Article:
More buck for your bang

Sam Walker

Sam Walker

Sam Walker is BASC South West’s regional officer and previously worked as BASC’s deer officer for three years. He has a degree in conservation ecology and has worked as a single-handed keeper for a number of years, producing days of mixed partridge and pheasant shooting.

Sam Walker offers some advice on how to maximise your roe stalking opportunities.

UK roe stalking opportunities

Here in the UK deer stalkers are spoilt for choice with some fantastic stalking opportunities. The roe in my opinion is not only beautiful but a perfect size in many ways. It’s not too big to carry but big enough to feed the family for a while.

I think we may underestimate roe and, come to think of it, all deer species. It’s as if they seem to know when they are in season and exactly when to keep their head down. You may have spent the last month of the doe season watching and noting the exact movements of the bucks on your ground, but come the beginning of the buck season, they seem to vanish.

Roe buck behaviour

Roe bucks tend to be most visible through April and May, as the cover is still relatively low and not all the trees are in full leaf. Through June towards the end of July, bucks can be difficult to find with the cover up high and enough food in the woods so the deer don’t need to travel too far to feed. It’s through this summer period before the rut when they are generally less active, too.

So, what are the options available to us when in pursuit of good roe stalking opportunities?

Stalking on foot

Roe buck stalking on foot really means you have to be focused on the job ahead and put yourself ‘in the zone’. 

It may sound strange but there are some mornings when I go out with confidence and in the zone, but just know it’s not going to happen. (This is usually confirmed with the bark of a buck clearing the rest of the wood as he goes). 

But, there are times when you and the deer clock each other at exactly the same time (the stand-off) and it comes down to who breaks first. I often find that freezing and waiting for the deer to move is the better option than rushing to get on my sticks. A buck may bark and move off a little but he will often stop to have a look back and this may present you with an opportunity for a shot.

Learning from experience

Experience gained through time and having a good understanding of the deer’s natural movements can give you a huge advantage while stalking on foot. Spending time watching deer and learning how they move and feed can really help. The same can be said about knowing the piece of ground you’re stalking on. Being familiar with the land and having a fair idea where the deer may appear also helps immensely. Some stalkers talk of a sixth sense or a heightened awareness. I believe this awareness is created as a result of great concentration and developed through previous experience. Either way your roe stalking opportunities will increase.

Having a planned route while working upwind is important – but remember in a woodland or valley the wind can whirl round and put any best laid plans to ruin. You should approach every opening and turn in the ride as if there’s a deer the other side, as the second you drop your concentration then sod’s law dictates a buck will be staring straight back at you.

Remember to use your binoculars each time you stop, even through what looks like dense cover. It’s amazing what can be seen behind and beyond what our normal field of view can take in. It also pays to look behind as this may open up a new view and catch out those bucks you may have missed. I would recommend reading BASC’s deer team blog on what to carry when deer stalking to find some other useful tips.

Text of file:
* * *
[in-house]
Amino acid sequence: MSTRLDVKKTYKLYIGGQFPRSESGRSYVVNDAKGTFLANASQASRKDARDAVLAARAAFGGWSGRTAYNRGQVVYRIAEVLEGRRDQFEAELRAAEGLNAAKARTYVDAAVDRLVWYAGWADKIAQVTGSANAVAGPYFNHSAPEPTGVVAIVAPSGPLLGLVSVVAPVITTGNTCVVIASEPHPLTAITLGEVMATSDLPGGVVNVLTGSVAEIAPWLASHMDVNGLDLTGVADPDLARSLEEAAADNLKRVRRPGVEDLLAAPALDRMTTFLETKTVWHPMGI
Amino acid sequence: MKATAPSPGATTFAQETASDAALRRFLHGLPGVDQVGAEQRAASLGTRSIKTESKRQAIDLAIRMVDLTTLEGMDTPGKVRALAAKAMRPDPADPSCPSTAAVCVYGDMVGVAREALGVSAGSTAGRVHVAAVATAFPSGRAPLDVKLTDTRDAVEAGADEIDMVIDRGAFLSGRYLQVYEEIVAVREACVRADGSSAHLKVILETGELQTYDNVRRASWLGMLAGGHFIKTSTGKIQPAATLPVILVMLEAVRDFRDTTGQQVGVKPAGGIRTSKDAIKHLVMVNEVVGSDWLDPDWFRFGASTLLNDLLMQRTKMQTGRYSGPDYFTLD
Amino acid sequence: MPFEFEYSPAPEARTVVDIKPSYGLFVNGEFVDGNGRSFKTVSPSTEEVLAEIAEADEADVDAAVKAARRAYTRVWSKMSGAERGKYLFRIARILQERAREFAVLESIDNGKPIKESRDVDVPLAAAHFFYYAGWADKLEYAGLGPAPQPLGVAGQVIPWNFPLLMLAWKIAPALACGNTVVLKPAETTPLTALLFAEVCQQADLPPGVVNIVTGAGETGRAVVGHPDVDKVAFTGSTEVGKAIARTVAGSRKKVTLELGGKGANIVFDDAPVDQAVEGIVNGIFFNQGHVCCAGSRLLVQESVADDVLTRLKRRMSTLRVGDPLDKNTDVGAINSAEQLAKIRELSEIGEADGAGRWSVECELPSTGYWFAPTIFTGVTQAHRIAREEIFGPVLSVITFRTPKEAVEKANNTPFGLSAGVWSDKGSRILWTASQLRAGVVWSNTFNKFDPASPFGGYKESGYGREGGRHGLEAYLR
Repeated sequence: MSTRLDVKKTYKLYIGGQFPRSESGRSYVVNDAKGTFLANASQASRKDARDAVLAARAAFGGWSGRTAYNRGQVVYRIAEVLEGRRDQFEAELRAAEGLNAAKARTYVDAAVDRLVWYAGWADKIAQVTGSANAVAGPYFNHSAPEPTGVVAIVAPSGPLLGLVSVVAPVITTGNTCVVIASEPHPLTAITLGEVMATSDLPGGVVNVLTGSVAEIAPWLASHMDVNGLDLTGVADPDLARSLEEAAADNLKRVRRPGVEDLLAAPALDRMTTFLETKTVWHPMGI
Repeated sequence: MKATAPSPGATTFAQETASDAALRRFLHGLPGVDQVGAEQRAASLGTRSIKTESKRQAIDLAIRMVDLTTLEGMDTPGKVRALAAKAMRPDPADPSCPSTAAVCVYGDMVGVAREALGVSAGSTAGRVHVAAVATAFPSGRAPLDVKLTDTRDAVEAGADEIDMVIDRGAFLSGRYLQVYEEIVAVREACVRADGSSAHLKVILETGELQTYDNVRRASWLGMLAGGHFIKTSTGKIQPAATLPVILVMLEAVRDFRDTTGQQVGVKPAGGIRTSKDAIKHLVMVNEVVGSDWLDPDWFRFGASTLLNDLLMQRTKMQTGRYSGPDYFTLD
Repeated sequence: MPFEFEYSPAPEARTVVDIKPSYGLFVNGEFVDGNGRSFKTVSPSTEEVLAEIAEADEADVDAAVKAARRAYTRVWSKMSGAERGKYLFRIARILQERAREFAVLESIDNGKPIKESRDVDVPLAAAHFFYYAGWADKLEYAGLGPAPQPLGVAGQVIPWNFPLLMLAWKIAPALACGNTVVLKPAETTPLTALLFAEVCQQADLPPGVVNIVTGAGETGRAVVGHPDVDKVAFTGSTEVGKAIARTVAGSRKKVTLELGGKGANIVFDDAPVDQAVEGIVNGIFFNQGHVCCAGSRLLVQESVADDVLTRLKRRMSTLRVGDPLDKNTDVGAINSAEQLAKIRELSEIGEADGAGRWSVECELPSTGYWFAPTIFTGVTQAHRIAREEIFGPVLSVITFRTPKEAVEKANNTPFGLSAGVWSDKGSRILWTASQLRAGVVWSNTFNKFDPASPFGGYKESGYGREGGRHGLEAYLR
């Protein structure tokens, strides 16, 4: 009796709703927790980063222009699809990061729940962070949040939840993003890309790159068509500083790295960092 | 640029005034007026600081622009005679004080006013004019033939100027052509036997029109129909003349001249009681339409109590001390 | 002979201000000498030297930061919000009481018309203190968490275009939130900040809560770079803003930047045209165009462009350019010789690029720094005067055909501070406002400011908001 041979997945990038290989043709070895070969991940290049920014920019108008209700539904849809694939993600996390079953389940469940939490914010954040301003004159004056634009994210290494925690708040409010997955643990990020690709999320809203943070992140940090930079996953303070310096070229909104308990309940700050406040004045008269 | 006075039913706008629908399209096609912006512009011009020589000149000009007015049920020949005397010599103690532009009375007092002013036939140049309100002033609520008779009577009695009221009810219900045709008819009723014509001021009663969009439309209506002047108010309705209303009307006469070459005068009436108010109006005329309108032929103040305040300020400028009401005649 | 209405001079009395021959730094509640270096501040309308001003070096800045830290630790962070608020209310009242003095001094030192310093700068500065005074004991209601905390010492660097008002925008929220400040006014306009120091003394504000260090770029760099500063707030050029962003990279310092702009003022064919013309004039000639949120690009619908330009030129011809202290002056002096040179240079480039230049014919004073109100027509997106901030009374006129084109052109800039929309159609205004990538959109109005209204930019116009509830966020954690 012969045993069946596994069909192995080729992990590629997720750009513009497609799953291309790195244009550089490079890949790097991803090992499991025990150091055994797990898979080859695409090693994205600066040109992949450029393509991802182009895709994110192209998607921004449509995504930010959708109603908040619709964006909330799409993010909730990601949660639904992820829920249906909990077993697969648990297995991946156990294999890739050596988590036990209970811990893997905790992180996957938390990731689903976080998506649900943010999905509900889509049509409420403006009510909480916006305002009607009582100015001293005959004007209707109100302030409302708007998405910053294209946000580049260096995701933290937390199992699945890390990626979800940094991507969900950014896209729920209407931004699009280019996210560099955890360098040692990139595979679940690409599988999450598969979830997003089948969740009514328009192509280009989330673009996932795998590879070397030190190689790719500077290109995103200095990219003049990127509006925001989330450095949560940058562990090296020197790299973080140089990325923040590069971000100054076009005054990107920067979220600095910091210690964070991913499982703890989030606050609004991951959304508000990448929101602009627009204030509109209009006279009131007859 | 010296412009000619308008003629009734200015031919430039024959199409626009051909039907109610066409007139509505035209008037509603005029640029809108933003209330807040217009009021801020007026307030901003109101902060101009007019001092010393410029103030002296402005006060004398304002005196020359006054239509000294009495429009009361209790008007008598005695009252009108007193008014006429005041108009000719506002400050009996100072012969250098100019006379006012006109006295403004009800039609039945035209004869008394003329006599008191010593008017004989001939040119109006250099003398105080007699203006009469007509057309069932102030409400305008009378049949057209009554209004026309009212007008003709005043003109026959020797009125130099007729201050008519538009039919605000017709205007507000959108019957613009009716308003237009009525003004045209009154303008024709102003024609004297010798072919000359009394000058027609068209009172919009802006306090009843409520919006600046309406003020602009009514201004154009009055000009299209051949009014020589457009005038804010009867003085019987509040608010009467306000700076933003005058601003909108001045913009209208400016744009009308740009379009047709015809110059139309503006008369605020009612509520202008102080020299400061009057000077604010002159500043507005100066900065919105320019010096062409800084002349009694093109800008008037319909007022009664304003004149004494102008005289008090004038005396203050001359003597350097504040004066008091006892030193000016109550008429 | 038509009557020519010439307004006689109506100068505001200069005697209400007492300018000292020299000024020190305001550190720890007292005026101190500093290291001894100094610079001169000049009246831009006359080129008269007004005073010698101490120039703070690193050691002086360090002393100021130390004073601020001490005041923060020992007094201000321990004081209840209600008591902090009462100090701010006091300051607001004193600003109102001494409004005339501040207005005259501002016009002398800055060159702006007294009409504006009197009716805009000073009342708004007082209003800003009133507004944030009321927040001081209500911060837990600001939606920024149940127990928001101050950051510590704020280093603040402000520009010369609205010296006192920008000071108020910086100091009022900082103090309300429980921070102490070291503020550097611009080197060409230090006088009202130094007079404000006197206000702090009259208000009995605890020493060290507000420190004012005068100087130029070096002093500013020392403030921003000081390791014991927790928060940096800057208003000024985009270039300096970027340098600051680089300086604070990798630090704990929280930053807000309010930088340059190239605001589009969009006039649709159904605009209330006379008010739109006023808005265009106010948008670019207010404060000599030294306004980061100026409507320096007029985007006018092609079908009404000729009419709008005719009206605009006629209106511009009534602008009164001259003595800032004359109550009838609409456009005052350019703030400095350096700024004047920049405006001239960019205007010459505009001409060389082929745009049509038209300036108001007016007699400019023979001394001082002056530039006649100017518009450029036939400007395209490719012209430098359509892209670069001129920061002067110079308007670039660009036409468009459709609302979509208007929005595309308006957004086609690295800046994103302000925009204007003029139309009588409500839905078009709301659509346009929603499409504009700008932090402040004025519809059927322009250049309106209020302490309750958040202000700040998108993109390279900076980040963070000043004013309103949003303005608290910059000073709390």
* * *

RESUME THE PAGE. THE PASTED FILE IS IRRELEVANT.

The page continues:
When stalking in a woodland – and particularly through the summer months when the cover is high – deer will often appear at close range, so, if you have a variable power scope, turn it down to a lower magnification. If you’re solo stalking, don’t forget to take the appropriate precautions and read BASC deer officer Audrey Watson’s blog. 

High seats/vantage points

When it comes to choosing a spot to place a high seat, knowing where the deer have been showing and areas where damage has occurred is key. Having a good relationship with the estate/farm staff can really help, especially if you’re not on the ground as much as you’d like. Certain woodland edges catch the sun first thing in the morning and it’s often these locations where roe come out to warm up.

High seats can offer a safe platform to shoot from in areas that are relatively flat. There are numerous types and styles of high seats available, from towers to portable designs. Read BASC deer officer James Sutcliffe’s top tips on picking a high seat.

Calling

Most stalkers will have tried calling roe in the rut and from my own experience this can be effective. There are also times when I’ve been calling muntjac and a young roe buck has come along.

The roe rut usually occurs sometime around the end of July to the middle of August, but can vary depending very much upon weather. I’ve found this period to be the most successful when it comes to calling – usually during the mornings while the bucks are still active.

There are lots of calls on the market to try and all can be successful on the right day. People swear by certain techniques and calls but a call that may work in one location may not in another. The Buttolo or the Cherrywood are great calls to start with, and I’ve also had some great results with a beech leaf, although this does take some mastering.

When calling does work, there’s nothing more exciting. Although I often wonder if that buck would have just naturally walked by without me going to the effort to call.